Recently, NIRISS, one of NASA’s James Webb Space Telescope four primary scientific instruments concluded its postlaunch preparations and was declared ready for science. Now a second of Webb’s four primary scientific instruments, known as the Mid-Infrared Instrument (MIRI), has also concluded its postlaunch preparations and is now ready for science.
MIRI’s coronagraphic imaging capability, which uses two different styles of masks to intentionally block starlight from hitting its sensors when attempting to make observations of the star’s orbiting planets, was the last MIRI mode to be checked off. These customized masks allow scientists to directly detect exoplanets and study dust disks around their host stars in a way that has never been done before. Along with Primary Webb Space Telescope three other instruments, MIRI initially cooled off in the shade of Webb’s tennis-court-size sunshield to about 90 kelvins (minus 298 degrees Fahrenheit, or minus 183 degr es Celsius). To perform its intended science meant dropping to less than 7 kelvins just a few degrees above the lowest temperature matter can reach by using an electrically powered cryocooler. These extreme operating temperatures allow for MIRI to deliver mid-infrared images and spectra with an unprecedented combination of sharpness and sensitivity.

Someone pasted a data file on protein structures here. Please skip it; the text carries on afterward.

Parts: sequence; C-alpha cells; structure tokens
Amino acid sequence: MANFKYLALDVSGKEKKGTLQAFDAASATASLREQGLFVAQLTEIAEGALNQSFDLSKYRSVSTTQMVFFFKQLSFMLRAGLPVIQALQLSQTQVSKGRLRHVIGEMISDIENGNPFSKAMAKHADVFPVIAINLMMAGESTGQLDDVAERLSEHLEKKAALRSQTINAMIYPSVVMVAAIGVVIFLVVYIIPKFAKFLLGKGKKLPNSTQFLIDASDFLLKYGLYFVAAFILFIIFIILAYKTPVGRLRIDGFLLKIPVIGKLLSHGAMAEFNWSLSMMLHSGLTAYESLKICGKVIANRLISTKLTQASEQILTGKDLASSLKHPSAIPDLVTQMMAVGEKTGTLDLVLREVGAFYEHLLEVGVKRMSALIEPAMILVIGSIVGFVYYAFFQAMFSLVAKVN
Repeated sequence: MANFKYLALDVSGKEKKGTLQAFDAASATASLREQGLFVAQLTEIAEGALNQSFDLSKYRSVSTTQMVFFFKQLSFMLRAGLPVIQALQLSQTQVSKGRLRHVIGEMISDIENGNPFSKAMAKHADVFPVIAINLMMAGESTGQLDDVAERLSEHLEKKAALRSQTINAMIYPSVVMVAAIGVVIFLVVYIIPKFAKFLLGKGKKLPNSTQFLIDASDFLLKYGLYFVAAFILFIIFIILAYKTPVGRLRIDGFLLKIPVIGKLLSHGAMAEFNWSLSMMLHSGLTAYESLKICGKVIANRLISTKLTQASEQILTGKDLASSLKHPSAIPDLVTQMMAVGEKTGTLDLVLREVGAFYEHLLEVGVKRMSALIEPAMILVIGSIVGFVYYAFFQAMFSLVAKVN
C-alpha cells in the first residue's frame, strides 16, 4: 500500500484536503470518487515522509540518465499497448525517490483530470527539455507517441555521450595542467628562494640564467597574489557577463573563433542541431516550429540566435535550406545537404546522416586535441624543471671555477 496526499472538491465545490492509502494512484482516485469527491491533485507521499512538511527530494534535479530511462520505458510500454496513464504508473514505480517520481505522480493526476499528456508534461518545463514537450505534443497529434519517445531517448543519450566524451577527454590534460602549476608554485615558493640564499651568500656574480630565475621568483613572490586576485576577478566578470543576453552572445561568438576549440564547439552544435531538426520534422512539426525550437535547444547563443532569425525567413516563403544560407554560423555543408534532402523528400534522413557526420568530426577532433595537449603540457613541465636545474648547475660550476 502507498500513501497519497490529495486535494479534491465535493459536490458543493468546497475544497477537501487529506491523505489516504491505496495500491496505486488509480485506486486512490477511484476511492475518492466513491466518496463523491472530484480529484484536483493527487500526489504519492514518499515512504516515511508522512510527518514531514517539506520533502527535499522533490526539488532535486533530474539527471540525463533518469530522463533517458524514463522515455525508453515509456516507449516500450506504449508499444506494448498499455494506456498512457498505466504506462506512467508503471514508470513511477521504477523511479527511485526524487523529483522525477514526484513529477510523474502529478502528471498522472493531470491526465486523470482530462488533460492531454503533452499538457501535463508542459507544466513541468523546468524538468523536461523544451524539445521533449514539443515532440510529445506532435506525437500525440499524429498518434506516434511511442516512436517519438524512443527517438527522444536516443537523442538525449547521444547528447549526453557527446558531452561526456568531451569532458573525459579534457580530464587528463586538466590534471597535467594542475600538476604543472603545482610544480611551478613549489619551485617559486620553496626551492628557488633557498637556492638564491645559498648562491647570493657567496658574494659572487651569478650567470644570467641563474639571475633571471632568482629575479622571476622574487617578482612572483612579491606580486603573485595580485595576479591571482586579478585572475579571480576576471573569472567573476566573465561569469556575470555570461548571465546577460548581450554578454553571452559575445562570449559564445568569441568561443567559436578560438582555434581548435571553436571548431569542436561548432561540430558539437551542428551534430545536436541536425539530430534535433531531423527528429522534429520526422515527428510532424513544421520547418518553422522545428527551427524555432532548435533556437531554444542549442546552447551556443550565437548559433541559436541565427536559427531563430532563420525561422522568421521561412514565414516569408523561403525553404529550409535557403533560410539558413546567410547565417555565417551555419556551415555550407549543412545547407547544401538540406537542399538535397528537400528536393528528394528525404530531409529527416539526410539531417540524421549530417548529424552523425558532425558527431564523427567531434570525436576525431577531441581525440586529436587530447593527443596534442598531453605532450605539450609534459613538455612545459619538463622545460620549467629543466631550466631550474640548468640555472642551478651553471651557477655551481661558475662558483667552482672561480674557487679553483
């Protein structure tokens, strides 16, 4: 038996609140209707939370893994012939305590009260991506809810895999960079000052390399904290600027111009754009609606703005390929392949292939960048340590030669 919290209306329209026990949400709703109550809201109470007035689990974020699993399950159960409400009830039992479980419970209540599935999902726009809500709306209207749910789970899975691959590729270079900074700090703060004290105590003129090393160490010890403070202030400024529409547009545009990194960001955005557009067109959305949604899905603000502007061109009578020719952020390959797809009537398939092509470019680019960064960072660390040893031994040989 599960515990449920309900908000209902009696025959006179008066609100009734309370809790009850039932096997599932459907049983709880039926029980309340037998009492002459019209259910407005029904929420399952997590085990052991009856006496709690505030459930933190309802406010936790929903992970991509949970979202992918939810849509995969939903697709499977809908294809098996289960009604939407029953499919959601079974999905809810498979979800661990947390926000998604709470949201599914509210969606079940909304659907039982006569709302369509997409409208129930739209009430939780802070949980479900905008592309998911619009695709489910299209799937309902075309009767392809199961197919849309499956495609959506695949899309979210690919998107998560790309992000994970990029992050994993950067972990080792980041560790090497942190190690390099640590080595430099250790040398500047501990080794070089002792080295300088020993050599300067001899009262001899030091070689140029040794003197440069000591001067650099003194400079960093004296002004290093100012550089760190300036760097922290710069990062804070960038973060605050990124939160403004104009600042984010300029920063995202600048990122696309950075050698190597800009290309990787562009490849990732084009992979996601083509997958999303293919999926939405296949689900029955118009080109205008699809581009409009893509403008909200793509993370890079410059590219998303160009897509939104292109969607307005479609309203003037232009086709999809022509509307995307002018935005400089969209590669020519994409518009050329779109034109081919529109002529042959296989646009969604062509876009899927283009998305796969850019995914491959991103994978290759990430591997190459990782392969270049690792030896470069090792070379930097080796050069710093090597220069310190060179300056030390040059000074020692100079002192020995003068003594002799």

a series of mirrors redirect the light toward the bottom of the instruments where a set of 4 spectroscopic modules are located. Once there, the beam of light is divided by optical elements called dichroics in 4 beams corresponding to different parts of the mid-infrared region. Each beam enters its own integral field unit; these components split and reformat the light from the whole field of view, ready to be dispersed into spectra. This requires the light to be folded, bounced and split many times, making this probably one of Primary Webb Space Telescope most complex light paths.
To finish this amazing voyage, the light of each beam is dispersed by gratings, creating spectra that then projects on 2 MIRI detectors (2 beams per detector). An amazing feat of engineering! medialab We are thrilled that MIRI is now a functioning, state-of-the-art instrument with performances across all its capabilities better than expected. Our multinational commissioning team has done a fantastic job getting MIRI ready in the space of just a few weeks. Now we celebrate all the people, scientists, engineers, managers, national agencies, European Space Agency (ESA), and NASA, who have made this instrument a reality as MIRI begins to explore the infrared universe in ways and to depths never achieved before,” said Gillian Wright, MIRI European principal investigator at the UK Astronomy Technology Center, and George Rieke, MIRI science lead at the University of Arizona. MIRI was developed as a partnership between NASA and ESA (European Space Agency), with NASA’s Jet Propulsion Laboratory leading the U.S. efforts and a multi-national consortium of European astronomical institutes contributing for ESA
Source: This news is originally published by scitechdaily